Left for dead as recently as two years ago, the concept of mobile payments in physical stores is staging a remarkable resurrection.
The signs are everywhere. In April, PayPal Inc. said it will adopt near-field communication (NFC) after years of mocking the technology, which enables wave-and-pay transactions with smart phones, by saying its acronym stood for “not for commerce.” And earlier Samsung Electronics Co. Ltd. shelled out a reported $250 million to buy LoopPay Inc., a startup whose tech allows phones to work with mag-stripe terminals.
Around the same time, Google Inc. acquired some key technology from Softcard, the NFC-based mobile-payments venture backed by three of the country’s biggest mobile carriers. As part of the deal, the carriers agreed to load the 4-year-old Google Wallet app into the Android phones they sell.
All this, of course, followed the debut of Apple Inc.’s Apple Pay, which has almost single-handedly brought mobile payments in stores back from the dead by popularizing NFC with consumers, merchants, and issuers.
Now comes research that documents just how far mobile proximity payments—transactions made using mobile devices inside brick-and-mortar stores via NFC, quick-response codes, or LoopPay’s mag-stripe emulation—are going to go and why they’re so important.
These payments totaled $3.2 billion last year, according to a report released last month by Aite Group LLC, a Boston-based research firm. This year, look for that number to soar to $7.5 billion, Aite says.
Nearly all of that is U.S. volume, and anywhere from 80% to 90% of it will be accounted for by Apple Pay, says Thad Peterson, the Aite senior analyst who wrote the report, “Mobile Proximity Payments: A Disruption in the Force.”
But the really big growth comes after that: $22.4 billion in 2016, growing to $487 billion by 2020 as the Google, PayPal, and Samsung offerings kick in, Peterson says. Google is expected to announce its revamped Google Wallet this month during its annual developer conference, while Samsung Pay is expected to launch by this fall. PayPal has said it will launch its new, NFC-capable wallet by year’s end.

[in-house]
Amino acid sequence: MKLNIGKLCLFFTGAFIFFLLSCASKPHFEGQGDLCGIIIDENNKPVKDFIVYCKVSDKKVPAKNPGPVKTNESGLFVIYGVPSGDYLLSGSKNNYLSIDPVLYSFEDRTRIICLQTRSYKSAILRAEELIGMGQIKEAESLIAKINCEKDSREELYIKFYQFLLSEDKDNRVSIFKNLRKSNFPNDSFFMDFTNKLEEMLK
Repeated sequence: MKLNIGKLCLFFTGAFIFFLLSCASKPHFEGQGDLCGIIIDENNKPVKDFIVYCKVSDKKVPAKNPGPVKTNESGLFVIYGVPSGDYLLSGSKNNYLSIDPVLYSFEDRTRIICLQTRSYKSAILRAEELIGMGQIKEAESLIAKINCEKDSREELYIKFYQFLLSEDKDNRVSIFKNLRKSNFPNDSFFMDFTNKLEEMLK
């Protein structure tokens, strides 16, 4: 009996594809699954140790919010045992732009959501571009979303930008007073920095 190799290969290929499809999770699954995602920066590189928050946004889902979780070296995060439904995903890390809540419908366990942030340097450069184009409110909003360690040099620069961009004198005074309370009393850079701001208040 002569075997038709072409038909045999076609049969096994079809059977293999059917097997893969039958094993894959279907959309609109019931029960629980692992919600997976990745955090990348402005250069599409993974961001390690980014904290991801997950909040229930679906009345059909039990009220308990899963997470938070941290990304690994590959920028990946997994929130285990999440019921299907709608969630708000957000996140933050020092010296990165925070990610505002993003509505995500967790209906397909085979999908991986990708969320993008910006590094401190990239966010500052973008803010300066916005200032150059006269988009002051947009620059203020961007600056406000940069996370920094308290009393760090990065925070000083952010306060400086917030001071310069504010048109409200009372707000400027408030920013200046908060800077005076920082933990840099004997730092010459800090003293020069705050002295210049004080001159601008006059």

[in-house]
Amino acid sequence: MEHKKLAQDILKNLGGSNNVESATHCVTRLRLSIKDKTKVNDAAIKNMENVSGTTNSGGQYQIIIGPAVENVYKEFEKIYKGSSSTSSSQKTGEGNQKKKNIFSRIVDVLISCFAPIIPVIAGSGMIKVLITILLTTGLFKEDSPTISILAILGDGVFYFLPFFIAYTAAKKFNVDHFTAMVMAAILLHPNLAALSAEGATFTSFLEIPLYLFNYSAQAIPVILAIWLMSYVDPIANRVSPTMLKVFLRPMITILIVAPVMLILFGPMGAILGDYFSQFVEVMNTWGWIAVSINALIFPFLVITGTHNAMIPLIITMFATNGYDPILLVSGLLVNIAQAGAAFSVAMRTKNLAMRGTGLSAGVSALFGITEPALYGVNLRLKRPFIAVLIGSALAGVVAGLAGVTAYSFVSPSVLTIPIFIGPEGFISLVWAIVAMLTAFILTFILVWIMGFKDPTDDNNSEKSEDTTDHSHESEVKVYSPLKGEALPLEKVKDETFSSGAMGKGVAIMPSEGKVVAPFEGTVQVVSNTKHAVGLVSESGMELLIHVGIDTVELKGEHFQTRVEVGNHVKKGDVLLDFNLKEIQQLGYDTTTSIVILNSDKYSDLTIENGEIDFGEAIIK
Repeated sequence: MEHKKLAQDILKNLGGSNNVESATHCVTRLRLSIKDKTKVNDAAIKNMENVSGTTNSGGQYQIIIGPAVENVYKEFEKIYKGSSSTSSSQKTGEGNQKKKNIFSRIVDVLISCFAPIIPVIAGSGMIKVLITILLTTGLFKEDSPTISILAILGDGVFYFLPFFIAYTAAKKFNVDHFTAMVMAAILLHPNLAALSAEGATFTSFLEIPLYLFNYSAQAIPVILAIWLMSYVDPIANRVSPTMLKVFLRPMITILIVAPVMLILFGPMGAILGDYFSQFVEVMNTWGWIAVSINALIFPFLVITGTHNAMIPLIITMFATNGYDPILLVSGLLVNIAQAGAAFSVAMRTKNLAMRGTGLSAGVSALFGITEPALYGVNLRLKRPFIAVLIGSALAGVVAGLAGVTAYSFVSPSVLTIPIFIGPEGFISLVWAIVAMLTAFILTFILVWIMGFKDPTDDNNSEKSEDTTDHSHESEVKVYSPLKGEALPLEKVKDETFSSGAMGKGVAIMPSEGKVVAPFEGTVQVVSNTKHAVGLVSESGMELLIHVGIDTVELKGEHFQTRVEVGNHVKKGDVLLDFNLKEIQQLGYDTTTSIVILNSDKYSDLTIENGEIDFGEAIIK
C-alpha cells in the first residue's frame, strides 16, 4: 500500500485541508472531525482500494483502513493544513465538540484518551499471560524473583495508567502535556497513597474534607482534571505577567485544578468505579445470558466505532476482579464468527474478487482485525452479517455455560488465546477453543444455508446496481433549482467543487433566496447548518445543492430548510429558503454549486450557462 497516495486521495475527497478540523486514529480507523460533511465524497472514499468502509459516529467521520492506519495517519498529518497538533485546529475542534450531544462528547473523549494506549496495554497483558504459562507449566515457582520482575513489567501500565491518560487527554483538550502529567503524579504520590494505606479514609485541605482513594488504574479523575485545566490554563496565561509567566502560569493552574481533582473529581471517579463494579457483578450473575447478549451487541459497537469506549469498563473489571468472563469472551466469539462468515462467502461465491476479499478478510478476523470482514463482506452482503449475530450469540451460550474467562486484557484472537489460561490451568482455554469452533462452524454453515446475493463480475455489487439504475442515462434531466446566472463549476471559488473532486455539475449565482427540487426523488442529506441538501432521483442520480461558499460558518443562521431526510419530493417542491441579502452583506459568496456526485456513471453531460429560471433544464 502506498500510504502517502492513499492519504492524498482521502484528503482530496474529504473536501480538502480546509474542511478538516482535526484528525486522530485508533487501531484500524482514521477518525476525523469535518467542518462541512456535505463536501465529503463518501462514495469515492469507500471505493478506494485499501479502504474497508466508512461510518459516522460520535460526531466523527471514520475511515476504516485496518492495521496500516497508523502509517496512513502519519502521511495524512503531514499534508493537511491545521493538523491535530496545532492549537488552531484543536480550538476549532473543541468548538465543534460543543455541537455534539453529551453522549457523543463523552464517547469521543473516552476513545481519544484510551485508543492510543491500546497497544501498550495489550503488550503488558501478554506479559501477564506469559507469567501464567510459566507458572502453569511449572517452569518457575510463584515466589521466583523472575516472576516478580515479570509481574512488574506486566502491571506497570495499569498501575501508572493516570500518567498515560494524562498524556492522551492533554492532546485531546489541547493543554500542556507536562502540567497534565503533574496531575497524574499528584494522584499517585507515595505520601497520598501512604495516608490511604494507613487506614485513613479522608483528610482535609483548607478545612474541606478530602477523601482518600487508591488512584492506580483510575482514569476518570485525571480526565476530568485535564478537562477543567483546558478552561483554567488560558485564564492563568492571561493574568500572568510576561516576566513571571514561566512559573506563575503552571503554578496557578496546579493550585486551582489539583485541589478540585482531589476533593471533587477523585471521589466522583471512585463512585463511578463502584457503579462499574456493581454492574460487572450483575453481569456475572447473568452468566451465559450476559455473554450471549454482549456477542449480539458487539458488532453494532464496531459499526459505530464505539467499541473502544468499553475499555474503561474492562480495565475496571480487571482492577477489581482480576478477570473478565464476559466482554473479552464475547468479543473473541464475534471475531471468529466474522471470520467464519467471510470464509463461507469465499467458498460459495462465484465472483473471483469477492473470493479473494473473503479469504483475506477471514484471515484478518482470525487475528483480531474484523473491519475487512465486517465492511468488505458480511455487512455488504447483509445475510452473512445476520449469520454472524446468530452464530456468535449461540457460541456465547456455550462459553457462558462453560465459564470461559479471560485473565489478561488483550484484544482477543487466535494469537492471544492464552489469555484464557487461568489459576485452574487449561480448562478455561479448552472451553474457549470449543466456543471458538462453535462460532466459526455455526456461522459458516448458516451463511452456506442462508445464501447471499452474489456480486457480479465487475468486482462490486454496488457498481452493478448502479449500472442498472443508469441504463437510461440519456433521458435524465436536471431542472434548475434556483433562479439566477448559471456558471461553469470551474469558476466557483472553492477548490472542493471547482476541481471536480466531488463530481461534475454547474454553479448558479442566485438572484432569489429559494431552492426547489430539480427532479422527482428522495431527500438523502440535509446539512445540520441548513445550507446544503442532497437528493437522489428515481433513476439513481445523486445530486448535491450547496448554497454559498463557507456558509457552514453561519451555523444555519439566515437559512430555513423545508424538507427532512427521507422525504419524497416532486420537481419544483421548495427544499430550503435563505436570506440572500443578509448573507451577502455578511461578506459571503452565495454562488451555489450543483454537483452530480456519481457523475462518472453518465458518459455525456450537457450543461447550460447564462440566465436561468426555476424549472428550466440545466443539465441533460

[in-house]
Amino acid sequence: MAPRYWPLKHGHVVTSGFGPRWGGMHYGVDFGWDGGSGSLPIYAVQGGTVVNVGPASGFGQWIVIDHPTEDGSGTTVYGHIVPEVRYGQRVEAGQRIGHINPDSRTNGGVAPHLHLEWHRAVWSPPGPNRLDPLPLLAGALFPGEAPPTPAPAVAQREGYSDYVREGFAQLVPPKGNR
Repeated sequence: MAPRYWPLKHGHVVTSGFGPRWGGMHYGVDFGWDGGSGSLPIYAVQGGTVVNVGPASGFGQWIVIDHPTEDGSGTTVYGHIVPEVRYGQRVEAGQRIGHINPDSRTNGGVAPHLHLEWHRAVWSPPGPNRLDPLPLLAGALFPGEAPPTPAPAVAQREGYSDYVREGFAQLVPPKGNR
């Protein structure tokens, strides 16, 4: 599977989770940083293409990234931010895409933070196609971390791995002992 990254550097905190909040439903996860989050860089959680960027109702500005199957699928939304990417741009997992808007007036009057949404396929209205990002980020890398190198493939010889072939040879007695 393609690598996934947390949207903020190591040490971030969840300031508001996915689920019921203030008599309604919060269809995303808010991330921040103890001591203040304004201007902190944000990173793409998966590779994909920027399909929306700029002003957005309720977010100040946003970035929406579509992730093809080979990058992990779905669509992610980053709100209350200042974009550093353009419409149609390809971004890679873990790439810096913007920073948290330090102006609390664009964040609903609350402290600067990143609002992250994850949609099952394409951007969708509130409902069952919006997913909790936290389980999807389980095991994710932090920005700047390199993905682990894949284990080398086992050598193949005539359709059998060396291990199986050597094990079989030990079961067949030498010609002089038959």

It looks like the end of years of frustration. Proximity payments in-store “has been a vision that’s been around since the dawn of the smart phone, but it’s been nearly impossible to implement,” says Peterson. “Now the tools are around.”
The “tools” include mobile devices, which refer not only to the newest iPhones but also to Android-based phones. But they also include new NFC capability at the point of sale as merchants increasingly adopt terminals equipped for EMV chip cards.
Most, if not all, of these devices come with NFC built in, a capability most merchants will eventually activate. As Peterson says, Apple Pay has made NFC “a de facto standard.”
Still, Aite’s forecast is markedly more optimistic than a set of projections for mobile proximity payments that a rival payments researcher, Javelin Strategy & Research, released a week earlier. While the two firms’ forecasts are close through this year, they begin to diverge in 2016, with Javelin projecting $12.7 billion versus Aite’s $22.4 billion.
In 2019, the last year of Javelin’s forecast, Aite has in-store mobile payments ringing up $226.6 billion of volume, compared to $54 billion according to Javelin.
Peterson argues the importance of mobile proximity payments lies in the technology’s security compared with mag-stripe cards. With tokenization and one-time cryptograms built in, new programs have “taken the security of the transaction up to a whole new level,” he says.
But user adoption will be crucial for Aite’s forecast to come true. In this regard, says Peterson, it helps that wave-and-pay in the store will be hugely more attractive to users than the typical EMV experience, which involves sticking a card into a terminal slot and waiting for the device to read the card’s chip.
“The user experience is degraded by EMV,” Peterson argues, which “lowers the bar” for mobile payments.
Indeed, the user experience is more important for adoption than even rewards and other incentives, Peterson notes. “I’m skeptical about loyalty and rewards,” he says. “Nobody has shown me how to seamlessly integrate it at the point of sale, so I don’t think it’s going to drive usage significantly.”